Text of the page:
Kaposi's sarcoma-associated herpesvirus ORF18 and ORF30 are essential for late gene expression during lytic replication

Danyang Gong, Nicholas C. Wu, Yafang Xie, Jun Feng, Leming Tong, Kevin F. Brulois, Harding Luan, Yushen Du, Jae U. Jung, Cun Yu Wang, Mo Kwan Kang, No Hee Park, Ren Sun, Ting Ting Wu

Research output: Contribution to journalArticlepeer-review


Kaposi's sarcoma-associated herpesvirus (KSHV) is associated with several human malignances. As saliva is likely the major vehicle for KSHV transmission, we studied in vitro KSHV infection of oral epithelial cells. Through infection of two types of oral epithelial cells, normal human oral keratinocytes (NHOKs) and papilloma-immortalized human oral keratinocyte (HOK16B) cells, we found that KSHV can undergo robust lytic replication in oral epithelial cells. By employing de novo lytic infection of HOK16B cells, we studied the functions of two previously uncharacterized genes, ORF18 and ORF30, during the KSHV lytic cycle. For this purpose, an ORF18-deficient virus and an ORF30-deficient virus were generated using a mutagenesis strategy based on bacterial artificial chromosome (BAC) technology. We found that neither ORF18 nor ORF30 is required for immediately early or early gene expression or viral DNA replication, but each is essential for late gene expression during both de novo lytic replication and reactivation. This critical role of ORF18 and ORF30 in late gene expression was also observed during KSHV reactivation. In addition, global analysis of viral transcripts by RNA sequencing indicated that ORF18 and ORF30 control the same set of viral genes. Therefore, we suggest that these two viral ORFs are involved in the same mechanism or pathway that coregulates the viral late genes as a group.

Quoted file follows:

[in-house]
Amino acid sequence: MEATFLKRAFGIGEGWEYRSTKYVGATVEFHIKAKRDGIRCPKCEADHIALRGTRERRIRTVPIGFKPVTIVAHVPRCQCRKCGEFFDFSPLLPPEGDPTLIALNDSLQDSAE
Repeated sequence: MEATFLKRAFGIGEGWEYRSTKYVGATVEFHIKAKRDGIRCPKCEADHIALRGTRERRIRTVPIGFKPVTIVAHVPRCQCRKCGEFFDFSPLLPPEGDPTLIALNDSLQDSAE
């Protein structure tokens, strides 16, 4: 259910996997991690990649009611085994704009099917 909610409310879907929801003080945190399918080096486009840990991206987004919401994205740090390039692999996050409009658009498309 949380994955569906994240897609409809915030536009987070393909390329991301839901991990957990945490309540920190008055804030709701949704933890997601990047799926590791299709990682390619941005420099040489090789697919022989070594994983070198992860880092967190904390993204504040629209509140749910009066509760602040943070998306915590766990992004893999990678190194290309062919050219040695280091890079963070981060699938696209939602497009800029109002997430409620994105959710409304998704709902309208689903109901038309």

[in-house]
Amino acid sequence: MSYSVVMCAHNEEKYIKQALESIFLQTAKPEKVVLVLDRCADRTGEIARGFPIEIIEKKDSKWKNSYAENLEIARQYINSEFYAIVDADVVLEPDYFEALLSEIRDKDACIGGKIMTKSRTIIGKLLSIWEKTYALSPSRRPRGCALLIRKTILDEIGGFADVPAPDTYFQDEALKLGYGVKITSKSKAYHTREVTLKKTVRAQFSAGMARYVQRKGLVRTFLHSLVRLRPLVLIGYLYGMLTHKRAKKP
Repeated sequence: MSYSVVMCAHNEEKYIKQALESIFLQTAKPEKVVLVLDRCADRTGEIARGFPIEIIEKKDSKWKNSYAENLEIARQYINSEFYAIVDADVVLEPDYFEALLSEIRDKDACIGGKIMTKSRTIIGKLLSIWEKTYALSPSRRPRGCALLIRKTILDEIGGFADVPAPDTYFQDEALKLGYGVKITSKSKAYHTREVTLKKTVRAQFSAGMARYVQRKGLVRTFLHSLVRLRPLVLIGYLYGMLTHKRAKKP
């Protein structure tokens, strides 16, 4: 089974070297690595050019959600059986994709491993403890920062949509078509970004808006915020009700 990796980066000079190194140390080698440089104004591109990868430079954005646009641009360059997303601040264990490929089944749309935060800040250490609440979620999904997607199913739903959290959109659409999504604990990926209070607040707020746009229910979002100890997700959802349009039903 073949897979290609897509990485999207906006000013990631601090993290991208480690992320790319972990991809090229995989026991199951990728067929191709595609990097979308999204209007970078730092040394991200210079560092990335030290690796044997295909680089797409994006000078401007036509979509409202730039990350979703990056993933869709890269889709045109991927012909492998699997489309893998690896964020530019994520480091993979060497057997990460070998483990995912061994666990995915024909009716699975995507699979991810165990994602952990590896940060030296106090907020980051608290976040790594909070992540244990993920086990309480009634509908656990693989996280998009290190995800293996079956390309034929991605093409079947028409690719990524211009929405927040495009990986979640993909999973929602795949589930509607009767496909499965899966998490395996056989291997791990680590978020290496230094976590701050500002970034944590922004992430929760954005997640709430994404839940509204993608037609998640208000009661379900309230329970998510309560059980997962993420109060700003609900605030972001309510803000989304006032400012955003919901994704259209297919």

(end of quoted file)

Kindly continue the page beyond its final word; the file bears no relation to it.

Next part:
Original languageEnglish (US)
Pages (from-to)11369-11382
Number of pages14
JournalJournal of virology
Issue number19
StatePublished - 2014
Externally publishedYes

ASJC Scopus subject areas

  • Microbiology
  • Immunology
  • Insect Science
  • Virology


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